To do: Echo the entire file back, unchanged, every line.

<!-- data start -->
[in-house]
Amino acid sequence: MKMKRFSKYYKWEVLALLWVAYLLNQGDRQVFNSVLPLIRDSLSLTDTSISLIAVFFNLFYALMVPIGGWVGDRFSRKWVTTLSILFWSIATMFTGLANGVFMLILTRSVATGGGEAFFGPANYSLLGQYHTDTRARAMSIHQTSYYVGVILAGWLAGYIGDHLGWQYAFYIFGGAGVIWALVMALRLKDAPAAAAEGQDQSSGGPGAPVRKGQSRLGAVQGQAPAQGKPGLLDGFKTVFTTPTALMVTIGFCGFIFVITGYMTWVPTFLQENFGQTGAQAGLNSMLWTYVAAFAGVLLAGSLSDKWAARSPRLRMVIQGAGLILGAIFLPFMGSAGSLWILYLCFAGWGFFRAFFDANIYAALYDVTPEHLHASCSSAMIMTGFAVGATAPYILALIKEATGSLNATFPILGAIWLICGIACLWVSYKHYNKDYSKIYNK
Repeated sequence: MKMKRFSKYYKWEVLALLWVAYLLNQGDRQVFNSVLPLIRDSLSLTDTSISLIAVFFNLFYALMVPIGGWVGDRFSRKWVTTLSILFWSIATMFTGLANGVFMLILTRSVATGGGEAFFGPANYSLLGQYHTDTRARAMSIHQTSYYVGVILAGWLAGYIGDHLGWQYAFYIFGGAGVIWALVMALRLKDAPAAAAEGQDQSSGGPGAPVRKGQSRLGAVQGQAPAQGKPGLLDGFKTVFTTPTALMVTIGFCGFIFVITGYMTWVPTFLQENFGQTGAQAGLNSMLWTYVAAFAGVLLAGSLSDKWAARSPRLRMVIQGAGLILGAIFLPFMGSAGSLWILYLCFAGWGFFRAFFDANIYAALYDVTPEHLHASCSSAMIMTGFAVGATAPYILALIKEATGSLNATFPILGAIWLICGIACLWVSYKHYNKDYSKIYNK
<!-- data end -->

[in-house]
Amino acid sequence: MKMKRFSKYYKWEVLALLWVAYLLNQGDRQVFNSVLPLIRDSLSLTDTSISLIAVFFNLFYALMVPIGGWVGDRFSRKWVTTLSILFWSIATMFTGLANGVFMLILTRSVATGGGEAFFGPANYSLLGQYHTDTRARAMSIHQTSYYVGVILAGWLAGYIGDHLGWQYAFYIFGGAGVIWALVMALRLKDAPAAAAEGQDQSSGGPGAPVRKGQSRLGAVQGQAPAQGKPGLLDGFKTVFTTPTALMVTIGFCGFIFVITGYMTWVPTFLQENFGQTGAQAGLNSMLWTYVAAFAGVLLAGSLSDKWAARSPRLRMVIQGAGLILGAIFLPFMGSAGSLWILYLCFAGWGFFRAFFDANIYAALYDVTPEHLHASCSSAMIMTGFAVGATAPYILALIKEATGSLNATFPILGAIWLICGIACLWVSYKHYNKDYSKIYNK
Repeated sequence: MKMKRFSKYYKWEVLALLWVAYLLNQGDRQVFNSVLPLIRDSLSLTDTSISLIAVFFNLFYALMVPIGGWVGDRFSRKWVTTLSILFWSIATMFTGLANGVFMLILTRSVATGGGEAFFGPANYSLLGQYHTDTRARAMSIHQTSYYVGVILAGWLAGYIGDHLGWQYAFYIFGGAGVIWALVMALRLKDAPAAAAEGQDQSSGGPGAPVRKGQSRLGAVQGQAPAQGKPGLLDGFKTVFTTPTALMVTIGFCGFIFVITGYMTWVPTFLQENFGQTGAQAGLNSMLWTYVAAFAGVLLAGSLSDKWAARSPRLRMVIQGAGLILGAIFLPFMGSAGSLWILYLCFAGWGFFRAFFDANIYAALYDVTPEHLHASCSSAMIMTGFAVGATAPYILALIKEATGSLNATFPILGAIWLICGIACLWVSYKHYNKDYSKIYNK